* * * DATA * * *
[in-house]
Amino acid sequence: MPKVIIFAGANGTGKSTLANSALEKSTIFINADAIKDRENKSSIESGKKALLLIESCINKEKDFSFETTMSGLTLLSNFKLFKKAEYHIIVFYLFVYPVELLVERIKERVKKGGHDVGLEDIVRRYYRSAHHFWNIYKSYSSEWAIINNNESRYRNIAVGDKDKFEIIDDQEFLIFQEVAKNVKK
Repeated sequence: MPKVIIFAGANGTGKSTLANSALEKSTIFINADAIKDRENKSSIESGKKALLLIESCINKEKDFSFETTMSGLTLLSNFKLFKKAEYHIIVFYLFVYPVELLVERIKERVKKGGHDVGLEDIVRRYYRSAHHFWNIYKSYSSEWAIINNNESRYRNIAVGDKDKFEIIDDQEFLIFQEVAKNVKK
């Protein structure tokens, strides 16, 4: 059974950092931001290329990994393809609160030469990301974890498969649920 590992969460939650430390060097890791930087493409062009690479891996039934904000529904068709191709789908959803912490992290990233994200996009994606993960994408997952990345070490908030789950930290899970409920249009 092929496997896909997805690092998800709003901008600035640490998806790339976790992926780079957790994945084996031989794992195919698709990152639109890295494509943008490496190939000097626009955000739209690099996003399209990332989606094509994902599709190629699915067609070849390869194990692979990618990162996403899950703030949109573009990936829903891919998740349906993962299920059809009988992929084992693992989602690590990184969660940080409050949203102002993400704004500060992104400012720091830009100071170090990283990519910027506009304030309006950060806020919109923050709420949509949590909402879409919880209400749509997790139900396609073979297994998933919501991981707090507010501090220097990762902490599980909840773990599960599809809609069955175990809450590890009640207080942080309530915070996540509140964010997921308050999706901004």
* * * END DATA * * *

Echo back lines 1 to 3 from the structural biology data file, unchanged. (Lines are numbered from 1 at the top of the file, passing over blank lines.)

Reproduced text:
[in-house]
Amino acid sequence: MPKVIIFAGANGTGKSTLANSALEKSTIFINADAIKDRENKSSIESGKKALLLIESCINKEKDFSFETTMSGLTLLSNFKLFKKAEYHIIVFYLFVYPVELLVERIKERVKKGGHDVGLEDIVRRYYRSAHHFWNIYKSYSSEWAIINNNESRYRNIAVGDKDKFEIIDDQEFLIFQEVAKNVKK
Repeated sequence: MPKVIIFAGANGTGKSTLANSALEKSTIFINADAIKDRENKSSIESGKKALLLIESCINKEKDFSFETTMSGLTLLSNFKLFKKAEYHIIVFYLFVYPVELLVERIKERVKKGGHDVGLEDIVRRYYRSAHHFWNIYKSYSSEWAIINNNESRYRNIAVGDKDKFEIIDDQEFLIFQEVAKNVKK